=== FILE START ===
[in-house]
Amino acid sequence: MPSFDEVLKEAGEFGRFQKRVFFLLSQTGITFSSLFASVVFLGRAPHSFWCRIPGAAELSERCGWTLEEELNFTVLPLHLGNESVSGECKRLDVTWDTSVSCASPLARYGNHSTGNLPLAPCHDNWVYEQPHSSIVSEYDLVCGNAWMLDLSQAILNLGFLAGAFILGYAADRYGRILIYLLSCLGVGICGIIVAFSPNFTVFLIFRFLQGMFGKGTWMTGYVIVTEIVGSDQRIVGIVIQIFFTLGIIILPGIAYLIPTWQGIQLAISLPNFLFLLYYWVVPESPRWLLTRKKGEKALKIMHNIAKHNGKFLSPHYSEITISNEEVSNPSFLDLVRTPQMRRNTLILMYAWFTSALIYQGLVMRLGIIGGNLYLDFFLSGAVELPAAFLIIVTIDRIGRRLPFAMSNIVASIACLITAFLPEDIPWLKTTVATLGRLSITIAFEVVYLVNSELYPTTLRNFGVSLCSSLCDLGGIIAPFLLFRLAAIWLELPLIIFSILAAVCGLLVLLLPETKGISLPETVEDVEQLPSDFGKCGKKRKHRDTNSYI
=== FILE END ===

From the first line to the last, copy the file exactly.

[in-house]
Amino acid sequence: MPSFDEVLKEAGEFGRFQKRVFFLLSQTGITFSSLFASVVFLGRAPHSFWCRIPGAAELSERCGWTLEEELNFTVLPLHLGNESVSGECKRLDVTWDTSVSCASPLARYGNHSTGNLPLAPCHDNWVYEQPHSSIVSEYDLVCGNAWMLDLSQAILNLGFLAGAFILGYAADRYGRILIYLLSCLGVGICGIIVAFSPNFTVFLIFRFLQGMFGKGTWMTGYVIVTEIVGSDQRIVGIVIQIFFTLGIIILPGIAYLIPTWQGIQLAISLPNFLFLLYYWVVPESPRWLLTRKKGEKALKIMHNIAKHNGKFLSPHYSEITISNEEVSNPSFLDLVRTPQMRRNTLILMYAWFTSALIYQGLVMRLGIIGGNLYLDFFLSGAVELPAAFLIIVTIDRIGRRLPFAMSNIVASIACLITAFLPEDIPWLKTTVATLGRLSITIAFEVVYLVNSELYPTTLRNFGVSLCSSLCDLGGIIAPFLLFRLAAIWLELPLIIFSILAAVCGLLVLLLPETKGISLPETVEDVEQLPSDFGKCGKKRKHRDTNSYI